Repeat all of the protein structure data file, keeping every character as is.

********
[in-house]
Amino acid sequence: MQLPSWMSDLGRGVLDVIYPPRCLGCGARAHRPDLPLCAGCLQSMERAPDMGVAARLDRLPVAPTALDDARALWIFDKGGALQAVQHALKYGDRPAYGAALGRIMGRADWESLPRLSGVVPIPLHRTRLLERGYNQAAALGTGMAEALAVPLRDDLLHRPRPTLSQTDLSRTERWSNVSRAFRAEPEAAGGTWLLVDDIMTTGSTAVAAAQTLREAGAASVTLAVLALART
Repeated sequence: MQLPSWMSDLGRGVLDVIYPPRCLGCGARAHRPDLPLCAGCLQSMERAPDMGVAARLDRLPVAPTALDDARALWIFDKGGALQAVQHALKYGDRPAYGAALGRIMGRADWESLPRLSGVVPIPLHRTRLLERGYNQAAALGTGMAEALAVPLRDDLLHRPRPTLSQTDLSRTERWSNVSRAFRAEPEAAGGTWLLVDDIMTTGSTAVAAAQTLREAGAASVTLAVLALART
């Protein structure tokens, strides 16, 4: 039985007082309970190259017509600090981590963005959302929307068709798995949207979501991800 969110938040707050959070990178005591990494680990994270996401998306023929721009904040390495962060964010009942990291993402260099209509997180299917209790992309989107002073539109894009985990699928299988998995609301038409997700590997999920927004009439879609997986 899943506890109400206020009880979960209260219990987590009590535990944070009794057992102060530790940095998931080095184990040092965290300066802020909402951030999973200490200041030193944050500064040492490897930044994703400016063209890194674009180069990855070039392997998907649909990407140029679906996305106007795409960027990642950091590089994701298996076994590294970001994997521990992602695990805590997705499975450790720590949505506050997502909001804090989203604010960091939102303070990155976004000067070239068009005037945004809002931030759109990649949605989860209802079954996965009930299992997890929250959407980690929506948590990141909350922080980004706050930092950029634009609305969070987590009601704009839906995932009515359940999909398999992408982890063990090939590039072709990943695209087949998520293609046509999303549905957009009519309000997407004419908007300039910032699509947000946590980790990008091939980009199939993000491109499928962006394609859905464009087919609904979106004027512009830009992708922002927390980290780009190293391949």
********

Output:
[in-house]
Amino acid sequence: MQLPSWMSDLGRGVLDVIYPPRCLGCGARAHRPDLPLCAGCLQSMERAPDMGVAARLDRLPVAPTALDDARALWIFDKGGALQAVQHALKYGDRPAYGAALGRIMGRADWESLPRLSGVVPIPLHRTRLLERGYNQAAALGTGMAEALAVPLRDDLLHRPRPTLSQTDLSRTERWSNVSRAFRAEPEAAGGTWLLVDDIMTTGSTAVAAAQTLREAGAASVTLAVLALART
Repeated sequence: MQLPSWMSDLGRGVLDVIYPPRCLGCGARAHRPDLPLCAGCLQSMERAPDMGVAARLDRLPVAPTALDDARALWIFDKGGALQAVQHALKYGDRPAYGAALGRIMGRADWESLPRLSGVVPIPLHRTRLLERGYNQAAALGTGMAEALAVPLRDDLLHRPRPTLSQTDLSRTERWSNVSRAFRAEPEAAGGTWLLVDDIMTTGSTAVAAAQTLREAGAASVTLAVLALART
């Protein structure tokens, strides 16, 4: 039985007082309970190259017509600090981590963005959302929307068709798995949207979501991800 969110938040707050959070990178005591990494680990994270996401998306023929721009904040390495962060964010009942990291993402260099209509997180299917209790992309989107002073539109894009985990699928299988998995609301038409997700590997999920927004009439879609997986 899943506890109400206020009880979960209260219990987590009590535990944070009794057992102060530790940095998931080095184990040092965290300066802020909402951030999973200490200041030193944050500064040492490897930044994703400016063209890194674009180069990855070039392997998907649909990407140029679906996305106007795409960027990642950091590089994701298996076994590294970001994997521990992602695990805590997705499975450790720590949505506050997502909001804090989203604010960091939102303070990155976004000067070239068009005037945004809002931030759109990649949605989860209802079954996965009930299992997890929250959407980690929506948590990141909350922080980004706050930092950029634009609305969070987590009601704009839906995932009515359940999909398999992408982890063990090939590039072709990943695209087949998520293609046509999303549905957009009519309000997407004419908007300039910032699509947000946590980790990008091939980009199939993000491109499928962006394609859905464009087919609904979106004027512009830009992708922002927390980290780009190293391949």